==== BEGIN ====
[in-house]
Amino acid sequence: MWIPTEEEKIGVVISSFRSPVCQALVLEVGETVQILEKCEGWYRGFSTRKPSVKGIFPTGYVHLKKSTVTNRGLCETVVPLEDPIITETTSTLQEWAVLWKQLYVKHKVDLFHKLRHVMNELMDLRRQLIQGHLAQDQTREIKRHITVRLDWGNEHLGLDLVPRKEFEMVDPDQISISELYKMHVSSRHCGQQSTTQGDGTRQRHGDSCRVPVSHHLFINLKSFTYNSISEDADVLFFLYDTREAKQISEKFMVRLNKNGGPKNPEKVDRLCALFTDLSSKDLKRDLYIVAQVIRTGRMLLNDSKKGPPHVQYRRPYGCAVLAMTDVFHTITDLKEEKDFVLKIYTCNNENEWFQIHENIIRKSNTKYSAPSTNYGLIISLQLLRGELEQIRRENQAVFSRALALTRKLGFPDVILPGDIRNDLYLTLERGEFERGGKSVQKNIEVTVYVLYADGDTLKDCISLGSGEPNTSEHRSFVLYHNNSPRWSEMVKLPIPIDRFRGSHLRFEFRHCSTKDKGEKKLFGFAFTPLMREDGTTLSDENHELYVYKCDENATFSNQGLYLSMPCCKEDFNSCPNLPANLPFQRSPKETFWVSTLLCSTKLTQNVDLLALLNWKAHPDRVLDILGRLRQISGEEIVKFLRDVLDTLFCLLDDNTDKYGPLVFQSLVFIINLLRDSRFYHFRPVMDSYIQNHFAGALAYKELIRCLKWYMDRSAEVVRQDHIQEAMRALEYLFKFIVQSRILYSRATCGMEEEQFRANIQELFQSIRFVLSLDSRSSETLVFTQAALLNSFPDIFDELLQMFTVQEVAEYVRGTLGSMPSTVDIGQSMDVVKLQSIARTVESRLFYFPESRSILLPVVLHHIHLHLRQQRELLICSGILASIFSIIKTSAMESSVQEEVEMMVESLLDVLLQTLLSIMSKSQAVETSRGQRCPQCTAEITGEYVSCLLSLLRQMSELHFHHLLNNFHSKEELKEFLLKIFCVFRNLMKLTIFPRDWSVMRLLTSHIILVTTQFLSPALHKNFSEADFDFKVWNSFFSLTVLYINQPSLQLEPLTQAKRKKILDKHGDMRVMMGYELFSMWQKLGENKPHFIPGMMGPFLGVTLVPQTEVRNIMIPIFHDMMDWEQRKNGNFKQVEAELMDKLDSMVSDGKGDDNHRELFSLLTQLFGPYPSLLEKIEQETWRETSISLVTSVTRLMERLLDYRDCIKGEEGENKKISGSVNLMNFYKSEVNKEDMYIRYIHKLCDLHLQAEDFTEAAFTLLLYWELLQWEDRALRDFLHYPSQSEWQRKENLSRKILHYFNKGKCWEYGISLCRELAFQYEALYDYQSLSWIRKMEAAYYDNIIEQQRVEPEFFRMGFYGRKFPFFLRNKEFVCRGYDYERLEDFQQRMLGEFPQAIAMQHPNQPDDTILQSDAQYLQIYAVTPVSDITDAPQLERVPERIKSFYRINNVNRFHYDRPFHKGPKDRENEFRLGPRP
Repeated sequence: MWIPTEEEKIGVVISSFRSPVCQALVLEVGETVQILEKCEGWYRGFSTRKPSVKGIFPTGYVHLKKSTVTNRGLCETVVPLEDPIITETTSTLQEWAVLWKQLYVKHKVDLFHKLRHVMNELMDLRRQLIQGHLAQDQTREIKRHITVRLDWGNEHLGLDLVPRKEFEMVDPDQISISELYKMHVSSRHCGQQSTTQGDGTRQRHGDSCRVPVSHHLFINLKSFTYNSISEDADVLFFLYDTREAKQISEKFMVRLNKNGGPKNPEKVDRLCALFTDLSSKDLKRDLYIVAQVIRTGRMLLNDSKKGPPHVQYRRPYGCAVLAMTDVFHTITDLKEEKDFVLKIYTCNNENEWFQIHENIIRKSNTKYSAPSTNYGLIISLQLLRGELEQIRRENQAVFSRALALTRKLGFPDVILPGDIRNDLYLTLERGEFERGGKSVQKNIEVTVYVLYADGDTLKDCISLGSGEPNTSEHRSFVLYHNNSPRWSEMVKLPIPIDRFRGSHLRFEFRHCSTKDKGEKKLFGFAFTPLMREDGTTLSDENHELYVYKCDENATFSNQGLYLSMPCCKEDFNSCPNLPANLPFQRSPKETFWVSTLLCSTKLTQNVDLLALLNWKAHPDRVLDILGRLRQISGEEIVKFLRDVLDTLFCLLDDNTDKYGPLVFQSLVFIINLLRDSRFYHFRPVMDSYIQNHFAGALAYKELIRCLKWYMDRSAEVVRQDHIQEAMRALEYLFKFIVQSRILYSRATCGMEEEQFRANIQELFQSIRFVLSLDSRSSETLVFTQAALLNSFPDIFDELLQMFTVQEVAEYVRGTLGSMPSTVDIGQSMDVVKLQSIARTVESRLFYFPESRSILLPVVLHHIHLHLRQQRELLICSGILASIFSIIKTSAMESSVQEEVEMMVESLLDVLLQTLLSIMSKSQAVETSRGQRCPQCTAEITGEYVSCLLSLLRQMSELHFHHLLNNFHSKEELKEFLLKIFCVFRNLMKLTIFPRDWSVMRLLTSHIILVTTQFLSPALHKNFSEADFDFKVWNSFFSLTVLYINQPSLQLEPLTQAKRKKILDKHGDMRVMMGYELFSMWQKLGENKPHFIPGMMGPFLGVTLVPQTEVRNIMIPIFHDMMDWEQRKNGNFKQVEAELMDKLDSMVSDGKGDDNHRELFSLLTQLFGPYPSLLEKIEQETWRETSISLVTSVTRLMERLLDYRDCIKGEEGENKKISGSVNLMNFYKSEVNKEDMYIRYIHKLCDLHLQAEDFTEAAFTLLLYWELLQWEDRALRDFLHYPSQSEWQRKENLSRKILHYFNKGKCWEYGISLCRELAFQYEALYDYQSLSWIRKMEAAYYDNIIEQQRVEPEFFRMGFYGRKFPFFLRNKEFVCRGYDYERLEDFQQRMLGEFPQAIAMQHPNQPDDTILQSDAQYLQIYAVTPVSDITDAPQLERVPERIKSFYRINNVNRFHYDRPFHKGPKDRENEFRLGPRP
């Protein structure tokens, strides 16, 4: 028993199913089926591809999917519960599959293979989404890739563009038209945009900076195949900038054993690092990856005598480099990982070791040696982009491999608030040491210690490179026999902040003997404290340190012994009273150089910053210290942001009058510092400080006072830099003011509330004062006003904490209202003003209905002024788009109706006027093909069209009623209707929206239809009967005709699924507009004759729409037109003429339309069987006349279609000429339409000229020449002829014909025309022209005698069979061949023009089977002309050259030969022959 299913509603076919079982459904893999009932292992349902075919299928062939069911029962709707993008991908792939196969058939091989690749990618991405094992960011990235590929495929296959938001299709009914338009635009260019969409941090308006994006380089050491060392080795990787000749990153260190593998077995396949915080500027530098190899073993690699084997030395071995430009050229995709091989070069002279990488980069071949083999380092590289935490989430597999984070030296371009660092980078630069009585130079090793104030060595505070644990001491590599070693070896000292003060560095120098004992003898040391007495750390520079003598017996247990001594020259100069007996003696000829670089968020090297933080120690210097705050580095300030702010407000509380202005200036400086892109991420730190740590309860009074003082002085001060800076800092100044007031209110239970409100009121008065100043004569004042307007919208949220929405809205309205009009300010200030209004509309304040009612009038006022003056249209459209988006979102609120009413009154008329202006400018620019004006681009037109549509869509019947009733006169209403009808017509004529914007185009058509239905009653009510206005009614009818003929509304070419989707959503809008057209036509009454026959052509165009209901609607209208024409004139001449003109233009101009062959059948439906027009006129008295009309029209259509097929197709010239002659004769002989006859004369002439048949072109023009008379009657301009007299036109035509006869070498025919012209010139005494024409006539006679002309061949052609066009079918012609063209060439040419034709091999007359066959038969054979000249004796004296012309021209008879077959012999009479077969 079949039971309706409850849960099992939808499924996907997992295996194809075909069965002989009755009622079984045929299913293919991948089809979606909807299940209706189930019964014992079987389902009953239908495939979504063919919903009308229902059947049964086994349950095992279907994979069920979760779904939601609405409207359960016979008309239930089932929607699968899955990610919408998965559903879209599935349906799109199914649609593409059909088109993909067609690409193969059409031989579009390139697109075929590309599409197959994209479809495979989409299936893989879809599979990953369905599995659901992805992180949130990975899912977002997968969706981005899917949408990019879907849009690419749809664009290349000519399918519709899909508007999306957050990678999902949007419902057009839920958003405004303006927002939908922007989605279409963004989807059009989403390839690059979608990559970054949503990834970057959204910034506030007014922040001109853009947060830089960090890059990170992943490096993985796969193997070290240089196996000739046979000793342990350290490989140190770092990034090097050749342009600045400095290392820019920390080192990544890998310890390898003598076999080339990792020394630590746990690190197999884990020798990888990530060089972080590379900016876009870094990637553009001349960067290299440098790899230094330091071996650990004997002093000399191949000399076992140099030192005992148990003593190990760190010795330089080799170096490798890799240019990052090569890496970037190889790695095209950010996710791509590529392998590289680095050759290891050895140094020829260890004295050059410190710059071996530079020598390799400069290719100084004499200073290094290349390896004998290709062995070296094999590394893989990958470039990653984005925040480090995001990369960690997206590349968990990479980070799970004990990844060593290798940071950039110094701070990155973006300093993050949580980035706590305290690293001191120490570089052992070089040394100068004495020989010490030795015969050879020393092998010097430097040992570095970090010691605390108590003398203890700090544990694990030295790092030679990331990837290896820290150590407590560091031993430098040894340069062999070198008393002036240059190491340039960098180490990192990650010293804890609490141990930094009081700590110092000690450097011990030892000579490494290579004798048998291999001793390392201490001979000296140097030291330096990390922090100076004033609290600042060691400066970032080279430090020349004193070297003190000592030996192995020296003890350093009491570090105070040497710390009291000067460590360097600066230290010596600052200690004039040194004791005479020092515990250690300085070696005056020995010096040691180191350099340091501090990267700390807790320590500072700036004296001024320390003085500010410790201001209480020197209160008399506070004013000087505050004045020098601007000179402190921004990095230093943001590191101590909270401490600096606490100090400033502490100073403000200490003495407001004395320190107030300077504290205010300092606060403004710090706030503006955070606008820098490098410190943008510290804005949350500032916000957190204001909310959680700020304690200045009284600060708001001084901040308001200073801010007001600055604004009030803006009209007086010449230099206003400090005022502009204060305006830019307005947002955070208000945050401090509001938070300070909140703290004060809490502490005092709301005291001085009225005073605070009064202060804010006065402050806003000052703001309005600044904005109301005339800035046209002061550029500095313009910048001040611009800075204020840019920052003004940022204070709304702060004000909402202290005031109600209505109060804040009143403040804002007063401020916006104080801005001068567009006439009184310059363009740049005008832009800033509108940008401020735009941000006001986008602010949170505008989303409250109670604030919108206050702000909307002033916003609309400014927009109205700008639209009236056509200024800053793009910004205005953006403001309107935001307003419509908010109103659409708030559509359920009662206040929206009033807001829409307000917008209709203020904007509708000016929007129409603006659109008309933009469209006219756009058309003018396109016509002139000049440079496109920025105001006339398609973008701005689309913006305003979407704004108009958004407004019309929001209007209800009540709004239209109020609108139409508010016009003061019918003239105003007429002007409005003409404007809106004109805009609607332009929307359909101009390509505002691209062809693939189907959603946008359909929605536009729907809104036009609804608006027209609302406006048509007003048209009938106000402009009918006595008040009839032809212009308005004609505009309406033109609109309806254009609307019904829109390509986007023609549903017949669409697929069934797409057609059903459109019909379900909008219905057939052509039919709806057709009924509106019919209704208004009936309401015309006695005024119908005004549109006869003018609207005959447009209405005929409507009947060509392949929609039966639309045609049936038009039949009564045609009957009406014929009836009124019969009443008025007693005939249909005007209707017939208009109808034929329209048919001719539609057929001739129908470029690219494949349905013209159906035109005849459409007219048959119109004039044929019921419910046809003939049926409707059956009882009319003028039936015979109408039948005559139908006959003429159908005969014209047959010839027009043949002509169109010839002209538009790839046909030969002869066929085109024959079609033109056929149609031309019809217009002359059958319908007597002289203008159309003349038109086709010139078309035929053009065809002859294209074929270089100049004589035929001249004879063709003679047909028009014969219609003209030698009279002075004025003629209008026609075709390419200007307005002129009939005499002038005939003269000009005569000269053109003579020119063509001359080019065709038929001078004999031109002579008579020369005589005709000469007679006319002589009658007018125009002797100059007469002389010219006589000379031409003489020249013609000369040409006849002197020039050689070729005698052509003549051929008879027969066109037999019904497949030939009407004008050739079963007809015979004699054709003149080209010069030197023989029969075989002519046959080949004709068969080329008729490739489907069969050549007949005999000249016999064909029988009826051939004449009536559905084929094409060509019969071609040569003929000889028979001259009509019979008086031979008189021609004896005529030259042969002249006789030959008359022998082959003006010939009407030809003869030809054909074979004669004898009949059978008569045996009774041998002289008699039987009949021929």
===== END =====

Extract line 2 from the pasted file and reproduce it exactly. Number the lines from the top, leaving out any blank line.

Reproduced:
Amino acid sequence: MWIPTEEEKIGVVISSFRSPVCQALVLEVGETVQILEKCEGWYRGFSTRKPSVKGIFPTGYVHLKKSTVTNRGLCETVVPLEDPIITETTSTLQEWAVLWKQLYVKHKVDLFHKLRHVMNELMDLRRQLIQGHLAQDQTREIKRHITVRLDWGNEHLGLDLVPRKEFEMVDPDQISISELYKMHVSSRHCGQQSTTQGDGTRQRHGDSCRVPVSHHLFINLKSFTYNSISEDADVLFFLYDTREAKQISEKFMVRLNKNGGPKNPEKVDRLCALFTDLSSKDLKRDLYIVAQVIRTGRMLLNDSKKGPPHVQYRRPYGCAVLAMTDVFHTITDLKEEKDFVLKIYTCNNENEWFQIHENIIRKSNTKYSAPSTNYGLIISLQLLRGELEQIRRENQAVFSRALALTRKLGFPDVILPGDIRNDLYLTLERGEFERGGKSVQKNIEVTVYVLYADGDTLKDCISLGSGEPNTSEHRSFVLYHNNSPRWSEMVKLPIPIDRFRGSHLRFEFRHCSTKDKGEKKLFGFAFTPLMREDGTTLSDENHELYVYKCDENATFSNQGLYLSMPCCKEDFNSCPNLPANLPFQRSPKETFWVSTLLCSTKLTQNVDLLALLNWKAHPDRVLDILGRLRQISGEEIVKFLRDVLDTLFCLLDDNTDKYGPLVFQSLVFIINLLRDSRFYHFRPVMDSYIQNHFAGALAYKELIRCLKWYMDRSAEVVRQDHIQEAMRALEYLFKFIVQSRILYSRATCGMEEEQFRANIQELFQSIRFVLSLDSRSSETLVFTQAALLNSFPDIFDELLQMFTVQEVAEYVRGTLGSMPSTVDIGQSMDVVKLQSIARTVESRLFYFPESRSILLPVVLHHIHLHLRQQRELLICSGILASIFSIIKTSAMESSVQEEVEMMVESLLDVLLQTLLSIMSKSQAVETSRGQRCPQCTAEITGEYVSCLLSLLRQMSELHFHHLLNNFHSKEELKEFLLKIFCVFRNLMKLTIFPRDWSVMRLLTSHIILVTTQFLSPALHKNFSEADFDFKVWNSFFSLTVLYINQPSLQLEPLTQAKRKKILDKHGDMRVMMGYELFSMWQKLGENKPHFIPGMMGPFLGVTLVPQTEVRNIMIPIFHDMMDWEQRKNGNFKQVEAELMDKLDSMVSDGKGDDNHRELFSLLTQLFGPYPSLLEKIEQETWRETSISLVTSVTRLMERLLDYRDCIKGEEGENKKISGSVNLMNFYKSEVNKEDMYIRYIHKLCDLHLQAEDFTEAAFTLLLYWELLQWEDRALRDFLHYPSQSEWQRKENLSRKILHYFNKGKCWEYGISLCRELAFQYEALYDYQSLSWIRKMEAAYYDNIIEQQRVEPEFFRMGFYGRKFPFFLRNKEFVCRGYDYERLEDFQQRMLGEFPQAIAMQHPNQPDDTILQSDAQYLQIYAVTPVSDITDAPQLERVPERIKSFYRINNVNRFHYDRPFHKGPKDRENEFRLGPRP